Pharmacophore features are generally represented by points in 3D space. A pharmacophore feature could be comprised of functional groups such as hydrogen bond donors, hydrogen bond acceptors, cations, anions, aromatics and hydrophobic sites [30]. Pharmacophore features can be generated by identifying common chemical features from a set of bioactive compounds, or by observing important shared interactions in protein-ligand complex structures. There are several available programs for automatic generation of pharmacophore models including Catalyst [31], Phase [32] and LigandScout [33]. The generated pharmacophore can be used to screen small molecule databases to identify appropriate compounds.

Structure-based or rational drug design is now widely applied in most stages of the drug development process, from initial hit identification to lead optimization [34,35]. Several important drugs have been developed using this method, including human immunodeficiency virus-1 protease [36] and neuraminidase [3739] inhibitors. Central to all structure-based discovery approaches is experimental determination of the 3D structure of the target protein or protein-ligand complex, or construction of a suitably accurate homology model.

2. Inhibitor Identification Using Virtual Screening

2.1. Leucyl-tRNA Synthetase Inhibitors

To discover inhibitors of Trypanosoma brucei LeuRS in order to develop drugs against human African trypanosomiasis, Zhao et al. (2012) constructed a homology model of the synthetic active site based on the crystal structure of Pyrococcus horikoshii LeuRS (1WKB [40]) using the in silico mutation method [41]. By analyzing the interactions of the substrate analog Leu-AMS and T. brucei LeuRS, pharmacophores I and II were generated and used to screen the SPECS database [42] using Catalyst (Figure 2). Hits that matched the pharmacophores well were docked using Glide, and the 2-pyrrolinone compound 3 was identified, and found to be active in vitro, with an IC50 of 170.3 μM (Figure 2). Guided by the docking of compound 4 and the T. brucei LeuRS structure, various substituents at R1, R2, and R3 were designed and synthesized. Structure-activity relationship studies generally corroborated the docking model, which showed that the R2 phenyl group explored a new hydrophobic pocket, and the R3 indolyl group was essential for the favorable interaction with the leucine recognition pocket. Finally, compound 5 was identified as the most potent inhibitor (IC50 = 31.9 μM).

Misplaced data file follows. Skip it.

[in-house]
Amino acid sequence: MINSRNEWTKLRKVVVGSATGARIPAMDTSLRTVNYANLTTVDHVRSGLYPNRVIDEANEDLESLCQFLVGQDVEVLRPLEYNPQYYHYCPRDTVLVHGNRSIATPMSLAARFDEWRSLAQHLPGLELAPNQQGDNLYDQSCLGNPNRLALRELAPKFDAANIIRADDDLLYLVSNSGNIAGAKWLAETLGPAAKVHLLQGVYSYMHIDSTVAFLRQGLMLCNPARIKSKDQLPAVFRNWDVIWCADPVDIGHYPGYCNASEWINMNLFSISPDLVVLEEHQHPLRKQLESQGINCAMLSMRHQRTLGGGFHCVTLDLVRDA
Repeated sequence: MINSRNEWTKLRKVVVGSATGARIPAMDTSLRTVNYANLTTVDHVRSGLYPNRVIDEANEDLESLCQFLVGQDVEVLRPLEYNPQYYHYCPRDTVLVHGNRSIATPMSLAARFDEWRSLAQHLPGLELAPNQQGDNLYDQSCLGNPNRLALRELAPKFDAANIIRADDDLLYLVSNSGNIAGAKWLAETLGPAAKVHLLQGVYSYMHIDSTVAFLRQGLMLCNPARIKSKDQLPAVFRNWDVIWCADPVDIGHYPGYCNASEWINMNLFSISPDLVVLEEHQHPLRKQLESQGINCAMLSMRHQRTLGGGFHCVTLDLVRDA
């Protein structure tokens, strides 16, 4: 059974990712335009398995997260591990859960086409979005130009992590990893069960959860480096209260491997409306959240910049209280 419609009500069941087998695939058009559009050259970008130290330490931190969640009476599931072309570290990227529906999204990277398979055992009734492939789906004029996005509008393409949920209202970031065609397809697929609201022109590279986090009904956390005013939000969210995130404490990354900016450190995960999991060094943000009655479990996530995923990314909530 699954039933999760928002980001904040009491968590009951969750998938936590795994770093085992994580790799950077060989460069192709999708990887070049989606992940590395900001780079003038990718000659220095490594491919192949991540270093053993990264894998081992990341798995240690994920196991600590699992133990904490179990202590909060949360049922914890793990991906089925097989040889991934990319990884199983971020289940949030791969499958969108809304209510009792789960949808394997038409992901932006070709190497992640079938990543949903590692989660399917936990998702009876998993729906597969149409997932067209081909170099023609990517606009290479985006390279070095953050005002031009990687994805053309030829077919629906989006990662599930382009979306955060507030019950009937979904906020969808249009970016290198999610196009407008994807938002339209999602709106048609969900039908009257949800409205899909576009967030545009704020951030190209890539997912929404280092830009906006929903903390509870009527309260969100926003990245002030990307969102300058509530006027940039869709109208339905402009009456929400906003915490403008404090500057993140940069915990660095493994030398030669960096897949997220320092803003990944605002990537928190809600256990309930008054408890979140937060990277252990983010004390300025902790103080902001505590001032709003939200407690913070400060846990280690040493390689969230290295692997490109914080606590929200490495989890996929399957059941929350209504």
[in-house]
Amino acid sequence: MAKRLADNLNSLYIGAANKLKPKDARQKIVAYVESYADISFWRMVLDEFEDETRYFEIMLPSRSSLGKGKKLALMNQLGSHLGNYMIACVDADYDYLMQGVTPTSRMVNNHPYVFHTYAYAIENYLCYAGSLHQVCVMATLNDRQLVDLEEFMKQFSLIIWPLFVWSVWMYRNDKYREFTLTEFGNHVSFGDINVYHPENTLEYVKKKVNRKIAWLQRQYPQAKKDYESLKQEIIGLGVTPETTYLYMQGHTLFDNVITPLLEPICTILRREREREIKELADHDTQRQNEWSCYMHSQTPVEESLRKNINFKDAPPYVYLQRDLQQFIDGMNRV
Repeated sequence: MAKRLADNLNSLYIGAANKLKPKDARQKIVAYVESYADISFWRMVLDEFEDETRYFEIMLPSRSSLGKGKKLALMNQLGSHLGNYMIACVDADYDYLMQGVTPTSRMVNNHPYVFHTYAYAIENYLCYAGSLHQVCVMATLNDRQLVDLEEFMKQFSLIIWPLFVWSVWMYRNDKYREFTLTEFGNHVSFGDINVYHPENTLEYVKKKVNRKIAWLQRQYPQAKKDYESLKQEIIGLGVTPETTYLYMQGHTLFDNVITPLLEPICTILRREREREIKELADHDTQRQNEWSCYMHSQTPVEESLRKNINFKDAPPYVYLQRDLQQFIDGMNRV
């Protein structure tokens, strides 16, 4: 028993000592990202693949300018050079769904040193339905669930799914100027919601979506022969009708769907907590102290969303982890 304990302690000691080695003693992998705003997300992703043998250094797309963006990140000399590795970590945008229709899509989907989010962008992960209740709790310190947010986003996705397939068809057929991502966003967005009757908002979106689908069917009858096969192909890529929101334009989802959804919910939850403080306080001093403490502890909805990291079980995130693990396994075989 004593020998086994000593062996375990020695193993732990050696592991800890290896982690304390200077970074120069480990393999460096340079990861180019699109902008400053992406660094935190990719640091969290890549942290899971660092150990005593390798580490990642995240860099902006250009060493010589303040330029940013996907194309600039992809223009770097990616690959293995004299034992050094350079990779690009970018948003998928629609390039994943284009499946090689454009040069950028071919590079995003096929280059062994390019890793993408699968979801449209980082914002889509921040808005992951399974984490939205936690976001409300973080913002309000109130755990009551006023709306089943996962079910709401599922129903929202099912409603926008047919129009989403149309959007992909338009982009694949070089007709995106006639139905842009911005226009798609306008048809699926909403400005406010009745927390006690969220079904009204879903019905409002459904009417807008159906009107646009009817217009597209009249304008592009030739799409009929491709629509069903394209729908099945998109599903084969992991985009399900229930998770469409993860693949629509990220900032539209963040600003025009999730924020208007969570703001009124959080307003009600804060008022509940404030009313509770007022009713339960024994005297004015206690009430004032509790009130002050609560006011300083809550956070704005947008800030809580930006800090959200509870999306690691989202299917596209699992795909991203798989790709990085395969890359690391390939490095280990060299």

2.2. Tryptophanyl-tRNA Synthetase Inhibitors

Wu et al. (2007) applied a virtual screening approach to find new lead compounds to target Staphylococcus epidermidis TrpRS [43]. Figure 3 shows their inhibitor identification scheme. They first constructed a homology model of S. epidermidis TrpRS based on the crystal structures of Bacillus stearothermophilus TrpRS (1MAW, 1M83, 1MAU, 1MB2 [44]) using MODELLER (Accelrys, Inc. San Diego, CA, USA). Three compounds were identified as TrpRS inhibitors that arrested S. epidermidis growth from the SPECS database combining virtual screening, in vitro and in vivo experiments. The IC50 values of these compounds were 22.8, 42.2 and 18.3 μM as shown using the Kinase-Glo Luminescent Kinase assay, and these results were consistent with the results of the Pyrophosphate Reagent assay. All three compounds inhibited the growth of both S. epidermidis ATCC 12228 and ATCC 35984 strains with micromolar minimal inhibitory concentrations (MICs) (Table 2), and also exhibited low cytotoxicity with CC50 > 200 μM.

2.3. Asparaginyl-tRNA Synthetase Inhibitors

Sukuru and co-workers (2006) successfully identified seven diverse compounds that can inhibit the activity of AsnRS with micromolar affinity [45]. A template was generated using SLIDE to represent the active site of B. malayi AsnRS and its interactions with Asn-AMS based on X-ray crystal structure (2XGT [46]) (Figure 4). After screening the Cambridge Structural Database [47] and National Cancer Institute Plated Compounds Database [48] using SLIDE, they selected forty-five compounds for activity assays. NSC363624 is the most potent inhibitor (IC50 = 25 μM, Figure 4) which has a symmetric structure with two substituted triazine rings connected by a phenyl group.